Hawking Up Hairballs

Saturday, January 27, 2007

Two Wonderful Performances

Acting on stage is a much different than acting in film. Since one must project to the audience, it's all about voice and big gestures on the stage. In film, though voice and delivery of lines are important, I believe that it's the small gestures and facial expressions that distinguish the great actors. It is through the changes in these gestures and expressions that one reads the thoughts that are going through the character's mind. Unfortunately, most of the actors that are inflicted upon us are one-dimensional. An expression is set and it remains the same until the moment has passed. Thank goodness, there are some truly acccomplished actors and, thanks to my Netflix subscription, I've recently enjoyed two wonderful performances.

The first was by Emily Watson in Breaking the Waves. I doubt that I would ever have seen the movie without Netflix. They have this system where you rate the movies that you have watched. They match your ratings with those of other members and suggest movies that you might like. Breaking the Waves was one of them. At first I didn't think that I would like it. It was completely shot with handheld cameras and ambient light. That was initially distracting but, after the first ten minutes or so, I got used to it, and it worked surprisingly well. It's chief virtue was in making the actors look less like beautiful celebrities and more like ordinary folk.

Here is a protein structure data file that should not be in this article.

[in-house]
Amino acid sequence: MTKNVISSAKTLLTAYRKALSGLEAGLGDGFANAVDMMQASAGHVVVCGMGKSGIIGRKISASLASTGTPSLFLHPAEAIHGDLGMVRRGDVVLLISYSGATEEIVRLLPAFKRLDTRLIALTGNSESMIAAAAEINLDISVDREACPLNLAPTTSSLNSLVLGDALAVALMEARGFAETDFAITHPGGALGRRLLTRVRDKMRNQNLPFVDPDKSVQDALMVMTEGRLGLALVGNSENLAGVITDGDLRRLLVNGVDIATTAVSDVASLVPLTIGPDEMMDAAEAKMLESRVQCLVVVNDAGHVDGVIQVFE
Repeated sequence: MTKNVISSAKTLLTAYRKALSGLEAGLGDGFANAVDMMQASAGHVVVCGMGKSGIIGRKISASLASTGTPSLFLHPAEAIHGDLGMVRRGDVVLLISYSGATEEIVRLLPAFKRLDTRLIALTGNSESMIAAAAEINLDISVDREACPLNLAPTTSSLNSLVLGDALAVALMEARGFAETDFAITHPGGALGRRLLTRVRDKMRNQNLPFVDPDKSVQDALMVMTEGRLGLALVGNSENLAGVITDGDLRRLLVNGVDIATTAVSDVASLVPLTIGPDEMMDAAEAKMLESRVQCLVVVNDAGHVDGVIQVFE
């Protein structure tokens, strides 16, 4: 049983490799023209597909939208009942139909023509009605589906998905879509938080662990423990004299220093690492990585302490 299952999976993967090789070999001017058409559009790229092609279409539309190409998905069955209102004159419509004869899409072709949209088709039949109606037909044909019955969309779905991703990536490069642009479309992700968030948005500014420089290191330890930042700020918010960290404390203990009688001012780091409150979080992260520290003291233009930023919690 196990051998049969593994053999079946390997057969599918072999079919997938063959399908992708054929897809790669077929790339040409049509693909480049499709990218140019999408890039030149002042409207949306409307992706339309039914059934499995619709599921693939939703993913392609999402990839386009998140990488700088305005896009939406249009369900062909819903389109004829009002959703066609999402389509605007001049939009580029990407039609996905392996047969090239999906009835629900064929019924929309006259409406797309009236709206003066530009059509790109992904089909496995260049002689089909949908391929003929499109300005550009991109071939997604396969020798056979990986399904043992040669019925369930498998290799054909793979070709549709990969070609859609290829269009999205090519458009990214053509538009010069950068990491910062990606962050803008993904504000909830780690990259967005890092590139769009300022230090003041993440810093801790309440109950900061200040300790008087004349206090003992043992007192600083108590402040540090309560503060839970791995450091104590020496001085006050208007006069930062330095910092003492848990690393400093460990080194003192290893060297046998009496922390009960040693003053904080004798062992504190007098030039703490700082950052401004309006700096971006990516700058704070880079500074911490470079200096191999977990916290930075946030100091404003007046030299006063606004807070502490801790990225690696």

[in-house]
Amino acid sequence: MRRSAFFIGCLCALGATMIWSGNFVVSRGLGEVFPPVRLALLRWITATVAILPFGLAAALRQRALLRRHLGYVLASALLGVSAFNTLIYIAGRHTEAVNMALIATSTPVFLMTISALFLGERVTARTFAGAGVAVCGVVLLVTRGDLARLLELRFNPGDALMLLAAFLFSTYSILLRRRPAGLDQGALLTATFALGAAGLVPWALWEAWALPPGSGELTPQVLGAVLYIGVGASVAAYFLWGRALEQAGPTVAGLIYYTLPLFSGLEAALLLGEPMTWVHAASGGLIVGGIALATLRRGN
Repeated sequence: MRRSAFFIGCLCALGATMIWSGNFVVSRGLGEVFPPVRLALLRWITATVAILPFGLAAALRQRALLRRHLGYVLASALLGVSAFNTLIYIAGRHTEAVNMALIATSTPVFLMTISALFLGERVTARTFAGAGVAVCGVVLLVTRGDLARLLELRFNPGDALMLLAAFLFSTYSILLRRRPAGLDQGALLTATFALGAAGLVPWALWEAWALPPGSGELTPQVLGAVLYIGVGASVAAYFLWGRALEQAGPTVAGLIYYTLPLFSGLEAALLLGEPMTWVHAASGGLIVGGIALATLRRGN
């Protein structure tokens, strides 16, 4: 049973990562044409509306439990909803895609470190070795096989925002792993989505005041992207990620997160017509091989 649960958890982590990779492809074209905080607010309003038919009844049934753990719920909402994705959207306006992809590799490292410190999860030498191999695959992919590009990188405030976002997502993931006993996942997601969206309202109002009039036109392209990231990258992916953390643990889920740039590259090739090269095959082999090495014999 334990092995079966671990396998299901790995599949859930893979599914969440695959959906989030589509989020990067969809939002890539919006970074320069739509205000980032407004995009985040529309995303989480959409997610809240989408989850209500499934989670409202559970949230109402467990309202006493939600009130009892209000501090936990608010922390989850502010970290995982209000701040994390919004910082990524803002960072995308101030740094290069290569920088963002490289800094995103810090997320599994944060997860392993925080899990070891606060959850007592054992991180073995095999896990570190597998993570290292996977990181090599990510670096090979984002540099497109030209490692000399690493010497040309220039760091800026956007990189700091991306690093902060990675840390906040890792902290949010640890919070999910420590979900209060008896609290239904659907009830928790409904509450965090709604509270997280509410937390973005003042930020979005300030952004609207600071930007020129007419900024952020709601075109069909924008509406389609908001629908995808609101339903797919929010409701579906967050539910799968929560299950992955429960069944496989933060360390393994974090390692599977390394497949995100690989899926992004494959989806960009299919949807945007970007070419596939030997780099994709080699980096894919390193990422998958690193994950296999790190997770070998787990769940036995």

In Breaking the Waves, Emily Watson plays a woman who comes to believe that God will cure her paralyzed and dying husband if she sleeps with other men. Watson is wonderful in the lead. She has beautiful eyes and she uses them well, communicating so many subtle emotions with facial gestures. One scene particularly impressed me. Watson has just gotten married. She's in the restroom with her husband at the marriage party. She's never had a man, and she insists that her husband take her right there. A number of different expressions come over her face as he does so and, though she doesn't say so, you can read a multitude of thoughts and emotions on her faces. I wanted to get up off of the couch and clap, but one of my cats was sleeping in my lap. Can't disturb the cat when it's sleeping.

Watson has said that it was a difficult role because the character was something of a clown and a saint at the same time, but Watson proved herself up to the task, and that's the point of the movie. Here's this simple soul, who is more than a little mad, who becomes a whore to save her husband's life and, at the the end of the movie, you realize that she just might be something of a saint. It's the best film that I've watched since City of God.

The second performance that impressed me was by Scarlett Johansson in The Girl With The Pearl Earring. This film is based upon the novel by Tracy Chevalier, which is a story about how the eponymous painting by Vermeer might have come about. Johansson is just wonderful in the movie. I know, adjectives like "wonderful" aren't very descriptive, but it's hard not to enthuse in discussing Johansson's performance. She becomes the character right down to the smallest detail, and she uses her facial expressions to such wonderful effect. Colin Firth plays opposite her as Vermeer, the prototypical brooding artist, and that's how he understands his character. There are no nuances to his performance at all, and he comes off looking bad in his scenes with Johansson. There are many moments where they exchange these lingering looks. Whenever they do so, Firth's face remains set in the same expression while Johansson's runs through three or four subtle changes. You can virtually read what's going on in her character's mind. It's unfortunate that the movie isn't better, but it's good enough and worth watching just to see Johansson's performance.


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